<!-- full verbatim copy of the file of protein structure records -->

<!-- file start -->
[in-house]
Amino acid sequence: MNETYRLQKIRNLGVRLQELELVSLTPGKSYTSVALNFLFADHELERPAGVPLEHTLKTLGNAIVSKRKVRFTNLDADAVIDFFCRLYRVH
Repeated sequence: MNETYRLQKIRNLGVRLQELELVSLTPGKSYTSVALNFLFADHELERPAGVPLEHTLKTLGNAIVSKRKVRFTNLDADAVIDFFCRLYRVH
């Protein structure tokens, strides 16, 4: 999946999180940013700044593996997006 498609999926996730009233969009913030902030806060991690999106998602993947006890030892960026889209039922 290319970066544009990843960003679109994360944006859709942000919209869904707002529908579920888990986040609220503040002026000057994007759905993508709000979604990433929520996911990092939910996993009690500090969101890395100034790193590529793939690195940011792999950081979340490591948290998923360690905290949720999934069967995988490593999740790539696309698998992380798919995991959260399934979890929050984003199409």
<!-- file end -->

[in-house]
Amino acid sequence: MNETYRLQKIRNLGVRLQELELVSLTPGKSYTSVALNFLFADHELERPAGVPLEHTLKTLGNAIVSKRKVRFTNLDADAVIDFFCRLYRVH
Repeated sequence: MNETYRLQKIRNLGVRLQELELVSLTPGKSYTSVALNFLFADHELERPAGVPLEHTLKTLGNAIVSKRKVRFTNLDADAVIDFFCRLYRVH
């Protein structure tokens, strides 16, 4: 999946999180940013700044593996997006 498609999926996730009233969009913030902030806060991690999106998602993947006890030892960026889209039922 290319970066544009990843960003679109994360944006859709942000919209869904707002529908579920888990986040609220503040002026000057994007759905993508709000979604990433929520996911990092939910996993009690500090969101890395100034790193590529793939690195940011792999950081979340490591948290998923360690905290949720999934069967995988490593999740790539696309698998992380798919995991959260399934979890929050984003199409």